For D.C.'s Supervision of Youth Offenders, 2009 Has to Be Better
This final column of 2008 begins with the same plea made in my first column of the year ["Outfoxed in the District," Jan. 5 ] -- that leaders address the real problems that threaten the quality of life in our city: the erosion of public safety, an apathetic and complacent city workforce, and D.C. Council members who fail to realize they are getting duped by the $10 billion municipal enterprise that voters hired them to oversee.
A year later, little has changed.
Violence still carries the day.
The District will end 2008 with homicides at a three-year high.
Last month, Police Chief Cathy Lanier told a WAMU radio audience that juvenile arrests were up by 8 percent over last year.
How bad is it?
This is from the summary of a Dec. 18 meeting of 60 Ward 6 residents in Southwest:
"In response to numerous questions from the audience about safety measures that can be taken, the police officers stressed . . . using the Shuttle Bug or walking in groups to Safeway, CVS, Bank of America, etc."
Walking in groups? Yes, it has come to that.
January's column criticized the veil of secrecy draped over city agencies to hide negligence and indifference. Case in point: the city's finance office, where more than $48 million was embezzled over two decades.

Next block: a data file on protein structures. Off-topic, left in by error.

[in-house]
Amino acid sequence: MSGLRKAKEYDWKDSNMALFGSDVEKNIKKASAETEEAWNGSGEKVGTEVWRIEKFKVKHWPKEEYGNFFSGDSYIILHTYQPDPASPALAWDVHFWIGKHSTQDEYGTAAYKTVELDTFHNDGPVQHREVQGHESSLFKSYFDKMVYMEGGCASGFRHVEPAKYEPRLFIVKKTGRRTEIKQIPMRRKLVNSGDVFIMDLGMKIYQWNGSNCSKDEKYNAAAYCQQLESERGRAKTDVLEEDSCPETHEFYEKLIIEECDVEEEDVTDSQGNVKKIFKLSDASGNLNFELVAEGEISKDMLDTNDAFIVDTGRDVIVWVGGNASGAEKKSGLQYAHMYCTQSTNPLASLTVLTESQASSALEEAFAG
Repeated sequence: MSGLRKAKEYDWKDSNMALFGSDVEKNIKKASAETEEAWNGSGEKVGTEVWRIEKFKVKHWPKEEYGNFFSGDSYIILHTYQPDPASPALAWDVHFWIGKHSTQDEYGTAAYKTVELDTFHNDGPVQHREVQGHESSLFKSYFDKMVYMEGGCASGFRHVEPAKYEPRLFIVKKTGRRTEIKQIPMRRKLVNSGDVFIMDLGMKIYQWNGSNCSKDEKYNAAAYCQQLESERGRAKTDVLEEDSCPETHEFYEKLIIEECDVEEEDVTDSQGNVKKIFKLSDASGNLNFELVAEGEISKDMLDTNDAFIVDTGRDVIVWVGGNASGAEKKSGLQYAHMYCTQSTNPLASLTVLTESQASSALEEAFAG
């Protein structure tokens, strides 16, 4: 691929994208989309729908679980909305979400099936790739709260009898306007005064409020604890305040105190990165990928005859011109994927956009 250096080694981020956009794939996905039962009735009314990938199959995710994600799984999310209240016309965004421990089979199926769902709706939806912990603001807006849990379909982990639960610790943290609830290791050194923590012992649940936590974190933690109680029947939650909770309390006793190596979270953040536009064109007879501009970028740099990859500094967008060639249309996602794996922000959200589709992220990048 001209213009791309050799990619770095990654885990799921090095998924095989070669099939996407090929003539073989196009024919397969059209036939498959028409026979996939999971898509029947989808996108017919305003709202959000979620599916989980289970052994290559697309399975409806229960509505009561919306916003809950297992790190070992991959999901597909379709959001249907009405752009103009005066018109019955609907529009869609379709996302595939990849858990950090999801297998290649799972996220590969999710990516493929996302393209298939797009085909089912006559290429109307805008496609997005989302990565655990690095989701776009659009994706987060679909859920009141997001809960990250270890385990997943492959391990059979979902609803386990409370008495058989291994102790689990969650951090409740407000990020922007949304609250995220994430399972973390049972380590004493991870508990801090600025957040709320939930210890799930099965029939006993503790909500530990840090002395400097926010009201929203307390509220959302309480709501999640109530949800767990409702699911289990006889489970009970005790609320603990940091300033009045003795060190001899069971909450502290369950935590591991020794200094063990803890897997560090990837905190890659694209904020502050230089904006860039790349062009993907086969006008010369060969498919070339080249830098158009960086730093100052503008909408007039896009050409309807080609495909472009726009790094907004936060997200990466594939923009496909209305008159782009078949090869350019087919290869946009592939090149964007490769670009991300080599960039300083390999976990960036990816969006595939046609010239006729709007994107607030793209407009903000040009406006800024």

Last week, a law firm hired by the D.C. Council to investigate the finance office scandal produced a report that said the agency is engulfed in "a culture of apathy and silence." The report described a climate in which workers do the bare minimum necessary to get by, keeping their heads down and being unwilling to blow the whistle on wrongdoing. That observation can be easily applied to other city agencies.
William McLucas, a partner in the firm WilmerHale, which conducted the investigation, called for a change in employee attitudes.